Ancient Automatons

Fantastic in the Everyday Writing

Perhaps it’s no surprise that as a reader and writer of fantasy, I’m interested in unusual inventions and ancient technologies, devices from our world that may provide inspiration for unique fantasy realms. And the inventions of Hero (sometimes known as Heron) of Alexandria fall into that category.

Not only did Hero create the precursor to the steam engine, he also invented some of the earliest automatons and robotic devices.

The primary purpose of his automatons appeared to be entertainment, and he captured the imagination with mechanical toys and devices capable of both sound and movement. Even more impressive was his theater which showcased an automaton play complete with sound, moving figures, and scenery. He used a system of strings and weights to set this play into motion and keep it in action for ten minutes.

The book Devices of Wonder discusses the various self-propelling figures Hero designed, including “an influential hydraulic-driven bestiary.” This bestiary consisted of birds and other animals made to move, chirp, drink, and so forth. While these and other automated toys had no practical function, he did create many devices to perform basic tasks–such as an automated door opener for the temples of the day and a simple vending machine.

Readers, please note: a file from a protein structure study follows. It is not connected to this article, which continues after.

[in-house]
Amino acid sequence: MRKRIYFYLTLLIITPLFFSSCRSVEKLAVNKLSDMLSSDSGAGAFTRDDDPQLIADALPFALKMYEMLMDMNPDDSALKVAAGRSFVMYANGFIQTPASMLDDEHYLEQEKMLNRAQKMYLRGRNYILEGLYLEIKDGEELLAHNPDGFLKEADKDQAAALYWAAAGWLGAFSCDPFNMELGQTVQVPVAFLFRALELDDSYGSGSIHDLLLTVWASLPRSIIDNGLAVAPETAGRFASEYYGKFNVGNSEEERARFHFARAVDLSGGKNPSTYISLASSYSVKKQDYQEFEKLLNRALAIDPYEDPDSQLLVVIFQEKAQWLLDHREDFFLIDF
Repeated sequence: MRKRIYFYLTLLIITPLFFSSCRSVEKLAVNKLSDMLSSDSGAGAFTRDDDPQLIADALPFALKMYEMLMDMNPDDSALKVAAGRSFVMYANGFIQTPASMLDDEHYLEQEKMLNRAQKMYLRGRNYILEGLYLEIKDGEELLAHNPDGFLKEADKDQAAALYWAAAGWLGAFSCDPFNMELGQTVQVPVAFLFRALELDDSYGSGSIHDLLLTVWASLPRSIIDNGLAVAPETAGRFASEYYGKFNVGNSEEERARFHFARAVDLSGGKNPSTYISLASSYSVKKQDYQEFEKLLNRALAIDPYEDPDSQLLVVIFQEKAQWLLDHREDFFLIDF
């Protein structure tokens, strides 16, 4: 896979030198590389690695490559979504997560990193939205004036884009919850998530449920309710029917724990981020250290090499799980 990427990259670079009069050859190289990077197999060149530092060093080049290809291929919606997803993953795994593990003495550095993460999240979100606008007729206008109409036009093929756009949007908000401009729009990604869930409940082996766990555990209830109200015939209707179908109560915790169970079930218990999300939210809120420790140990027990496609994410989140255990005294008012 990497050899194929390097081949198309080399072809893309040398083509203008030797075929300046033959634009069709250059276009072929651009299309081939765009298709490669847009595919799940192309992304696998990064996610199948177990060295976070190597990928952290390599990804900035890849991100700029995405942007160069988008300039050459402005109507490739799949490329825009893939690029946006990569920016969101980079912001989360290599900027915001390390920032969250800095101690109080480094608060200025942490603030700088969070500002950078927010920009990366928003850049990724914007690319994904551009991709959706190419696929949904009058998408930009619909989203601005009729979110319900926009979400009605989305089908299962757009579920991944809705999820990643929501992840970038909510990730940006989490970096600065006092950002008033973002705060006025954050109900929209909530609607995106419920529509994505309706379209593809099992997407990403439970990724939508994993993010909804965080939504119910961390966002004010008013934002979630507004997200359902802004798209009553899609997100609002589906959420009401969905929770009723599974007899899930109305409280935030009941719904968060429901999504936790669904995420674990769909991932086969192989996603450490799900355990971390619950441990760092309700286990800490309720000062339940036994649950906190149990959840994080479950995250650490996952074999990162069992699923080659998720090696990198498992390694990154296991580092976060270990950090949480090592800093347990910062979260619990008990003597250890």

Historians have detailed knowledge of his remarkable creations in part because he wrote books on various technologies, including the construction of automatons. These manuscripts described in depth the process of constructing all sorts of devices and making them function using a variety of energy sources, including steam and mechanical.

Through the creativity of a man who lived in the first century AD, we get a glimpse at some of the ways automated processes work in a world devoid of what we consider advanced technology. And for writers of fantasy, that’s something worth considering.

What do you think?


  • Mary Ruth Pursselley
    July 31, 2012 - 10:46 am · Reply

    I’m fascinated by ancient technology. Those long-lost civilizations were far more advanced than we give them credit for. I’d never heard of Hero before, though, so thanks for this post! I’m now looking forward to doing some research and learning more! 🙂

    • Sarah Sawyer
      July 31, 2012 - 4:45 pm · Reply

      Mary, I’m glad you enjoyed it! There are some easily accessed online references, including several interesting YouTube videos on his work. And I came across a public domain book entitled Automata Old and New (you can find it free on Google Books), which explores inventions by Hero and others. It was even more interesting to me because it was published in 1891, so it gave a glimpse on how automata were viewed in that era. It’s fun stuff!

    • Sarah Sawyer
      July 31, 2012 - 4:48 pm · Reply

      Janeen, it’s so nice to know others are interested in this sort of topic. Ancient inventions have always intrigued me. 🙂

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